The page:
IMPORTANT. If you are one of the rare patients that has had all your parathyroid glands removed and a part of one transplanted in your arm (almost never appropriate for primary hyperparathyroidism, but done regularly for hyperparathyroidism due to renal failure) and you have hypoparathyroidism immediately after the surgery... you should NOT take Forteo in the first 3-4 months. It is possible that your transplant will begin to make hormone after a few months... but if you take Forteo you could suppress the parathyroid cells that are trying to grow and doom your transplant. If the transplant is making little or no parathyroid hormone after 4 months, it will likely never make sufficient (any??) hormone and Forteo may be tried. You can read more about Forteo here.
Parathyroid Gland Transplantation. Not a week goes by that we don't get an email from a patient with hypoparathyroidism that asks us if it is possible to transplant a healthy parathyroid gland from some other donor into their body so their hypoparathyroidism would go away. This sounds wonderful, especially since all of us have 4 parathyroid glands... 3 of which we don't really need. But, the sad truth is that endocrine cells are very highly vascular and transplants from one individual to another will be rejected by our immune system. The only exception is between identical twins (I have done this successfully). The confusion comes from patients reading about parathyroid auto-transplantations--which is where one parathyroid gland is taken out of a patient's neck and then transplanted somewhere else in that same individual (often put into a muscle in the arm so it is easy to get to if it ever goes bad). Parathyroid auto-transplantation is routinely done for patients with secondary hyperparathyroidism due to renal failure in patients on dialysis. It should almost never be done for patients with primary hyperparathyroidism. Now we've come full circle--the worst cases of hypOpara occurs when a patient with primary hyperparathyroidism has all their parathyroid glands removed and one of them autotransplanted (put into one of their muscles). This patient would have been better served with simply removing 3.5 glands. Experienced surgeons would almost surely not do this and thus, don't cause hyp0para when they are operating for hypERpara. YOU MUST CHOSE YOUR SURGEON WISELY!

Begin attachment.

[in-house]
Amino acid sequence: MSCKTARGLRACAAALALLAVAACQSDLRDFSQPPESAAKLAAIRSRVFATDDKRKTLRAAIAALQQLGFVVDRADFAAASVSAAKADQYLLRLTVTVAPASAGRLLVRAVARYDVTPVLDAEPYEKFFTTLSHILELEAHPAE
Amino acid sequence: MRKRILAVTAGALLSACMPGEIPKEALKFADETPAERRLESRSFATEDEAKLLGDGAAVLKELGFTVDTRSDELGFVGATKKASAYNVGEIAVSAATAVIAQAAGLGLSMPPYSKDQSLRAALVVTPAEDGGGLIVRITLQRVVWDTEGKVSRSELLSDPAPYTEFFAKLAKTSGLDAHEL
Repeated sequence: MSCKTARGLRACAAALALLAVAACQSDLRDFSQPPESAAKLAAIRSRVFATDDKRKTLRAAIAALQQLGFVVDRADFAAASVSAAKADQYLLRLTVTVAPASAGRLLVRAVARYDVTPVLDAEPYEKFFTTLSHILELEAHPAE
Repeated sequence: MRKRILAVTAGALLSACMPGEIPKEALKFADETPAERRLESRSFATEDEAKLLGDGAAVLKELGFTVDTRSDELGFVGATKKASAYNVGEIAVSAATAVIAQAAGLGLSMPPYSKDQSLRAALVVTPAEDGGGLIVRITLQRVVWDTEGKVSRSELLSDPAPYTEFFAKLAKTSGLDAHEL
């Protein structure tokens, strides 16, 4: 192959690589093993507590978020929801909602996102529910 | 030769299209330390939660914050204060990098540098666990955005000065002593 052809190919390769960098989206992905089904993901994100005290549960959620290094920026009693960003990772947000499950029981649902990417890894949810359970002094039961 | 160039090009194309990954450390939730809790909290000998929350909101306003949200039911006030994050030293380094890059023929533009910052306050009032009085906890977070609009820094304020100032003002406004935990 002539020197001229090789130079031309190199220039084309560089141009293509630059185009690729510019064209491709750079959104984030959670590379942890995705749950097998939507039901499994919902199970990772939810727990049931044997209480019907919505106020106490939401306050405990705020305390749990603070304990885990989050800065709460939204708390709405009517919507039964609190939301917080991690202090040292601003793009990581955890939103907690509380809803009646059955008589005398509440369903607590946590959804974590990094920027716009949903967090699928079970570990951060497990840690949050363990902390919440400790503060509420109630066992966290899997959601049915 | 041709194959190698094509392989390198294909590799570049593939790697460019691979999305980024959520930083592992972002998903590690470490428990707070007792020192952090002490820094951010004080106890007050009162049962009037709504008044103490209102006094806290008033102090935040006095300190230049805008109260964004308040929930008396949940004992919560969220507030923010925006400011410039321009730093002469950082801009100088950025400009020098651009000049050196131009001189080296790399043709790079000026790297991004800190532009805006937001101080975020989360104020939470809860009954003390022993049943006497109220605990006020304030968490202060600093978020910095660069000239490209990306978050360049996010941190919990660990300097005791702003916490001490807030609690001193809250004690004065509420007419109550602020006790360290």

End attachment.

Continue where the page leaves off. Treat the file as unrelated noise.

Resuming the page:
What's New? A New Clinical Trial of a New Drug... ?
There is clinical trial of a new parathyroid drug (it is actually part of the PTH molecule) that is being tested in people with hypoparathyroidism. This study is being conducted by friends of ours at the National Institutes of Health (the NIH) in Washington, DC. If you have hypoparathyroidism you should contact them to see if you qualify for their clinical trial of this new drug. If you click on these two links you can read more about the study and contact our friends Dr Rachel Gafni and Dr Michael Collins to see if this trial is appropriate for you.
www.hypoparathyroidstudy.com or www.hypoparathyroidstudy.org
The home page lists the eligibility criteria--it helps determine who can enter the trial. In short, the study is looking at the skeletal effects of PTH 1-34 replacement therapy in adults with hypoparathyroidism. They will receive PTH therapy for up to 5 years and undergo two iliac crest bone biopsies. The theory is that taking some of this PTH will help prevent some of the bone problems that is commonly seen in patients who have no parathyroid hormone. When you contact them, tell them we said "hello!".
New If you want to read more about surgeon-caused hypoparathyroidism, then read the results of the world's largest study of these patients conducted by Dr Norman along with the Hypoparathyroid Association of America. This excellent study is on a different page.
IMPORTANT: If you are reading these pages because you or someone you know is contemplating parathyroid surgery, then please read the page on Cure Rates and Complication Rates for different types of parathyroid surgery. This page shows how the experience of the surgeon has a great bearing on how often a patient develops a problem such as hypOparathyroidism. It also shows how mini-parathyroid surgery has a near zero chance of causing hypoparathyroidism. Pick your surgeon well! A bad result after parathyroid surgery can be really bad.